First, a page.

But the second major change that could be spurred by AB450 — and what could ultimately become a more political question — is one of governance structure, though precisely how or what could come is among the many questions with few answers at this early stage. 

Damore — who joined several colleagues early this year in penning an op-ed in the Las Vegas Sun criticizing the community college structure — said one possible outcome is a broad decentralization of community college governance through the use of individual boards for each institution while maintaining the overall administrative structure of NSHE writ-large. 

Whether the AB450 committee and legislative recommendations that follow will treat NSHE administration and the broad idea of “governance” as two different questions remains to be seen.  

“That's the million-dollar question,” Damore said. “The current structure has really conflated governance and administration … And so, the part of the point of having these discussions now, in theory, is having another discussion about whether or not NSHE and the regents should be coupled in this way.”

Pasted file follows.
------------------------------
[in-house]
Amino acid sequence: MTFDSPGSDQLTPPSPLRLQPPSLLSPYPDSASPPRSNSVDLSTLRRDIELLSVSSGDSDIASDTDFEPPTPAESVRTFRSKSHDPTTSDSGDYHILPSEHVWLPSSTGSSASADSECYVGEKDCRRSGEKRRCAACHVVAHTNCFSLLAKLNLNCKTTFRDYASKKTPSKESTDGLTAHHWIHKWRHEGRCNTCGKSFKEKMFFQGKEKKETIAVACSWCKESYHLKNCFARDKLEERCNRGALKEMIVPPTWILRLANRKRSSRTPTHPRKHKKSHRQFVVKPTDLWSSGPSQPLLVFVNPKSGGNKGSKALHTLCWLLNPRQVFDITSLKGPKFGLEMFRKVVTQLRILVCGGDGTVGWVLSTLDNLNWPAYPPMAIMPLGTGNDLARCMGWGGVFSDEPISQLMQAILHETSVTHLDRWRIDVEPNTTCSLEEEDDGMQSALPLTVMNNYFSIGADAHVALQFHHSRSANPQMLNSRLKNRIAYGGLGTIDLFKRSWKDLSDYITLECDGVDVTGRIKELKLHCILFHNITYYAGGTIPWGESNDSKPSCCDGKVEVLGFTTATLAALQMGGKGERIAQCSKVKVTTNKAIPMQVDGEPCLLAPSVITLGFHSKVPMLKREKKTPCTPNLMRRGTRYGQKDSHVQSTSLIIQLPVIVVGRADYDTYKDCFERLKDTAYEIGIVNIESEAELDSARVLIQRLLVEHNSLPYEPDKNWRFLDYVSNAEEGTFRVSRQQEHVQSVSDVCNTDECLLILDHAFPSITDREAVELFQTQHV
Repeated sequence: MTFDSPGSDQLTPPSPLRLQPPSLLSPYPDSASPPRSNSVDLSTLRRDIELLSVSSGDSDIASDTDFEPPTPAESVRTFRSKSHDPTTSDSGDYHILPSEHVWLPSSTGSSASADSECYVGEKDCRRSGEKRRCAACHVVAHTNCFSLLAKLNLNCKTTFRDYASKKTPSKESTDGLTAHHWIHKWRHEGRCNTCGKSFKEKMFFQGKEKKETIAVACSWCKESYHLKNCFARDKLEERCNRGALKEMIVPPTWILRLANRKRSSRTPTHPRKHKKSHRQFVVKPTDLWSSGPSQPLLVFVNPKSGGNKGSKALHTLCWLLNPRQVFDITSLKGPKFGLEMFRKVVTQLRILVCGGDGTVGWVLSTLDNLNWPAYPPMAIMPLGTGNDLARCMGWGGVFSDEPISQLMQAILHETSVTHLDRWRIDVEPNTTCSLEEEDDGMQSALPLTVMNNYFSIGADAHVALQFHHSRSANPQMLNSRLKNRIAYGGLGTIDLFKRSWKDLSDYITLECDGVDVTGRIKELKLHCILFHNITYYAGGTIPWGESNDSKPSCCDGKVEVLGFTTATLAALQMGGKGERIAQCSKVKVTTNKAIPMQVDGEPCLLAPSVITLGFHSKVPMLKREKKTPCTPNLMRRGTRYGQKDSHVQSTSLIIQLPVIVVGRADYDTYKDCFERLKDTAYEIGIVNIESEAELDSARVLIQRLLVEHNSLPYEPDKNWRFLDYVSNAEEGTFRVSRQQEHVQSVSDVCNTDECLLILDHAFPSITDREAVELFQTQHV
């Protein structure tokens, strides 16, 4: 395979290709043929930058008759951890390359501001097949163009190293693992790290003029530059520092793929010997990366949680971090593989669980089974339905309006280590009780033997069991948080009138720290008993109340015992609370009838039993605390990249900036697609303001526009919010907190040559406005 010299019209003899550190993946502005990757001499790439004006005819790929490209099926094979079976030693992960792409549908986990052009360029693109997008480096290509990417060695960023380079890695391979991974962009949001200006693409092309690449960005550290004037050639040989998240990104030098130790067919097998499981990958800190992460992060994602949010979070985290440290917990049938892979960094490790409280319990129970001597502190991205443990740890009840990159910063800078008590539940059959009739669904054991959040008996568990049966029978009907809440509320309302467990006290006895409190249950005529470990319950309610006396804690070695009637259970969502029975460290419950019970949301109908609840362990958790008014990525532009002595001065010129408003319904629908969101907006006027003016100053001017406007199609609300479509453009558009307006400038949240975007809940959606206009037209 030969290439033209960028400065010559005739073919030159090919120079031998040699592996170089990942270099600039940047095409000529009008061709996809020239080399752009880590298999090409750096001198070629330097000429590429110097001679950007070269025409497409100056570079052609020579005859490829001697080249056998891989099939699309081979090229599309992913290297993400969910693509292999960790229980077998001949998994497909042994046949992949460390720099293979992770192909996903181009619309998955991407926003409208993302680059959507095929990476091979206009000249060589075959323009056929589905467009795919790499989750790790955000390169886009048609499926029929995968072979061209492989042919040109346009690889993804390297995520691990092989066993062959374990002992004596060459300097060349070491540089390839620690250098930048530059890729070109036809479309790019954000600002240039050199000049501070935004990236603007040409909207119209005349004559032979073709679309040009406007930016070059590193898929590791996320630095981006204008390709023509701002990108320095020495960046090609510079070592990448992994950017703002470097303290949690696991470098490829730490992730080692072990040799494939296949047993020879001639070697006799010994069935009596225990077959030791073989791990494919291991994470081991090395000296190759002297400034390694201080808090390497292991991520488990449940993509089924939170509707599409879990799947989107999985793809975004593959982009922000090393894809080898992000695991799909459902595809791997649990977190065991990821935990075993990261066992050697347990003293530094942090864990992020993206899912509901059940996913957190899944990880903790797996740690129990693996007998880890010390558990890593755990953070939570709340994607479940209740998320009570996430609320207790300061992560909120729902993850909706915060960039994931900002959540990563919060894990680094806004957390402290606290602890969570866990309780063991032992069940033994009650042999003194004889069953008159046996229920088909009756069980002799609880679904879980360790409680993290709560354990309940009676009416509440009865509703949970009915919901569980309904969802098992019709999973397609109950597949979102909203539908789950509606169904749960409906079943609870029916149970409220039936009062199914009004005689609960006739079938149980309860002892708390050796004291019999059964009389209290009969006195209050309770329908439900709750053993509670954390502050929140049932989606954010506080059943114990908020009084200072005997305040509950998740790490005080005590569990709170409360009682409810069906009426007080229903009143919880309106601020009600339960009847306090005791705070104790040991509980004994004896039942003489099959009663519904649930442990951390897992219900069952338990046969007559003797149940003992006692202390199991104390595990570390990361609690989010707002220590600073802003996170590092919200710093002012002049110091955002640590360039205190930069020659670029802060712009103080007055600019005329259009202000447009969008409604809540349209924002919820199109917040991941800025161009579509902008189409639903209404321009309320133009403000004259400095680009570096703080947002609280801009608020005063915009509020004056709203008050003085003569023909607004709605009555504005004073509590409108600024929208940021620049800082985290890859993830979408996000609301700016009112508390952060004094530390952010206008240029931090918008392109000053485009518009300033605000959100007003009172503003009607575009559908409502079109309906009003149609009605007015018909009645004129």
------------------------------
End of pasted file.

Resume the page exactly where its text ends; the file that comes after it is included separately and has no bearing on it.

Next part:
The mere mention of governance and reform has dredged up another parallel issue: that the Legislature has for years sought to increase its oversight of the Board of Regents, in large part by stripping the regents of their position in the state Constitution and placing them in state law instead. 

That effort eventually took the form of 2020’s Ballot Question 1, which ultimately failed by a narrow margin of 0.3 points. 

But nearly as soon as it died at the ballot box, the measure was revived by lawmakers as SJR7. With language tweaked by proponents explicitly to avoid the pitfalls that sank the measure on the first try, SJR7 sailed through this year’s legislative session. If political winds do not drastically shift on the issue in 2023, SJR7 could be on a direct course to the ballot box in 2024. 

SJR7 and Question 1 before it have for years stirred debates over not just the simple oversight of regents by legislators, but foundational questions over constitutional interpretations and the very purpose of an elected board of 13 regents. 

And though proponents of the measure have sought to distance themselves from the implication that Question 1 could create an appointed board, some lawmakers have long sought to do just that — including a bill as recently as 2019, SB354,  that made it through the Senate before dying in an Assembly committee.